spiral spring disposed about said ends of the shaft sections and secured at its respective opposite ends to the shaft sections, a sleeve housing said spring, and said shaft sections at said ends each having a diameter provided with circumferentially spaced longitudinal ribs, and said sleeve adjacent each end being provided with circumferentially spaced ribs respectively arranged in alternation with the last named ribs on said shaft end, and a second spiral spring disposed about said sleeve and anchored at its end to the exposed end of said shaft section, the convolutes of the first named spring spiraling in one direction, and the convolutes of the last named spring spiraling in a reverse direction, and means for anchoring each of said springs at one end to the end of one of said shaft sections including eyes on the ends of the springs, fixed lugs on the ends of the shaft sections with which said eyes engage and bolt means securing said eyes engaged with the lugs.

4. In a propeller shaft, at least two aligned sections, and resilient means connecting said sections together in a manner to delay transmission of movement from one shaft section to the other and to absorb shock incidental to the driving of one of the shaft sections, said means including a pair of inner and outer spiral springs including an inner reversing spring the convolutes of which are spiralled in one direction, and an outer forward drive spring the convolutes of which are spiralled in a reverse direction.

5. A propeller shaft comprising alined shaft sections one of which is provided in one end with a socket having internal circumferentially spaced longitudinal ribs and the other of which shaft sections has an end fitted in said socket and provided with circumferentially spaced ribs arranged in alternate relation to the first ribs, and resilient means connecting said shaft sections against axial separation and in a manner to delay transmission of movement from one shaft section to the other and to absorb shock incidental to the driving of one of said shaft sections; said resilient means including two spiral springs respectively connected at their respective opposite ends to the ends of the shaft sections, and the helixes of the spring being oppositely pitched.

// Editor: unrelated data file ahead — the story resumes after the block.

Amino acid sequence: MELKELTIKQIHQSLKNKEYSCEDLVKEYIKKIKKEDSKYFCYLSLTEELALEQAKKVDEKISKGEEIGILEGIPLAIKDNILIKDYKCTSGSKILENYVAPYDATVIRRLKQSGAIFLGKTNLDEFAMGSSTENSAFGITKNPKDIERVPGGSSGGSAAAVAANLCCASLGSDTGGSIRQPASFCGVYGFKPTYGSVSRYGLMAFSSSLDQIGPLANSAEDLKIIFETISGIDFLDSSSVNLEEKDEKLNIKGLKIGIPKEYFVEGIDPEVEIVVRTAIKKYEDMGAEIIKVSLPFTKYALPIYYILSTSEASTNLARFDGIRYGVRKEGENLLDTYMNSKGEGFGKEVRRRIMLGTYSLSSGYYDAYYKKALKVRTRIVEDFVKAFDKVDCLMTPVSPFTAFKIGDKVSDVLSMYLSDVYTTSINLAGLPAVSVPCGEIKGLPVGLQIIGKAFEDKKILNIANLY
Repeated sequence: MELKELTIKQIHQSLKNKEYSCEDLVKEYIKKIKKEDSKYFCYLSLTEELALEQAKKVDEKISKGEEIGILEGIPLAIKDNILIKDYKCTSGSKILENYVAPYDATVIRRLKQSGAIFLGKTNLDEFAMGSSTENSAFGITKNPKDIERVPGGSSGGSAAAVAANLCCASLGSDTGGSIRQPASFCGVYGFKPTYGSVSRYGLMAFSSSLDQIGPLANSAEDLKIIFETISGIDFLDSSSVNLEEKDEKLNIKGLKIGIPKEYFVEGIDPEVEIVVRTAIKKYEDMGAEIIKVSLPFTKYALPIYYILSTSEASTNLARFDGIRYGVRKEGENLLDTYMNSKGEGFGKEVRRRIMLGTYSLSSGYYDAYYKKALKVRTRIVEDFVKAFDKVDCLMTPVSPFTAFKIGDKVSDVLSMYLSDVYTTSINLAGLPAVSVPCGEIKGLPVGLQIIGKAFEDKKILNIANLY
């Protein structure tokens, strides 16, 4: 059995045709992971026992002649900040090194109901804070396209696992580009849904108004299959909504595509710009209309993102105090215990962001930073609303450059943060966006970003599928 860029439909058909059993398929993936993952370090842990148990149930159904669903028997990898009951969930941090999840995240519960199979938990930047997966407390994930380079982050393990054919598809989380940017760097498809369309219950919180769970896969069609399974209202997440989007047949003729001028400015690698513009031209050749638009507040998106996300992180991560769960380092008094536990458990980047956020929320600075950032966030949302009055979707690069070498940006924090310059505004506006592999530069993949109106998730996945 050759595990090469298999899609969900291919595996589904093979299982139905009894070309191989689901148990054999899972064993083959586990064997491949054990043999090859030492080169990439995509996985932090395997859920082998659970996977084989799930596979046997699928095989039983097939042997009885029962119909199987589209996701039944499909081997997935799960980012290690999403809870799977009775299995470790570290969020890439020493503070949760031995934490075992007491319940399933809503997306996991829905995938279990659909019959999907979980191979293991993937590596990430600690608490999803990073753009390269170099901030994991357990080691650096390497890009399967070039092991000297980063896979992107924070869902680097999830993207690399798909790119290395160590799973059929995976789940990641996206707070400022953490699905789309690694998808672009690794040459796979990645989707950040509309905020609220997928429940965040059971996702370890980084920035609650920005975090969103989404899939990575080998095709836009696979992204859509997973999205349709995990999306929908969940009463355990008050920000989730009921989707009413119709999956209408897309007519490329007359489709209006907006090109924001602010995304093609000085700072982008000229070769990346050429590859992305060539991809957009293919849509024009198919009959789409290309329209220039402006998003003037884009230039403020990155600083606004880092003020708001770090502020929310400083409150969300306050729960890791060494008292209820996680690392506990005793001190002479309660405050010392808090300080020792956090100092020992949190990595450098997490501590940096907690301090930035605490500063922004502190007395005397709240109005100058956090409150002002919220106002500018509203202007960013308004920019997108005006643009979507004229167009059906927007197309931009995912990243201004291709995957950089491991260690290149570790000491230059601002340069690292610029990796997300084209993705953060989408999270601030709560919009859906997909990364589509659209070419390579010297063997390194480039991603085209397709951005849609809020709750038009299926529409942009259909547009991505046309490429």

6. In a propeller shaft, alined shaft sections one of which is provided in one end with an axial socket provided with internal ribs, and the other of which has an end fitted within said socket and also provided with ribs arranged in a1terna tion to the first-named ribs, a pair'of substantially circumferentially arranged spiral springs respectively connected at their respective opposite ends with the said ends of the shaft sections, one of said springs having left hand helixes and the other of said springs having right hand helixes, a sleeve arranged between said springs, said sleeve provided internally and adjacent its respective opposite ends with longitudinal ribs, and external ribs on said ends of the shaft sections cooperating with and arranged in alternation with the ribs of the sleeve.

JOSEPH PHILIP KREJ MAS.

Referenced by
Citing PatentFiling datePublication dateApplicantTitle
US2426513 *Feb 25, 1947Aug 26, 1947Linn CompanyWheel suspension for vehicles
US3666021 *May 13, 1970May 30, 1972Stanley WorksPower tool having proportioning transmission
US3754411 *Feb 28, 1972Aug 28, 1973Glaenzer Spicer SaTelescoping drive or propeller shafts
US4535850 *Mar 8, 1982Aug 20, 1985Rockwell International CorporationPower-operated fastener tool
Classifications
U.S. Classification464/60
International ClassificationF16D3/50, F16D3/72
Cooperative ClassificationF16D3/72
European ClassificationF16D3/72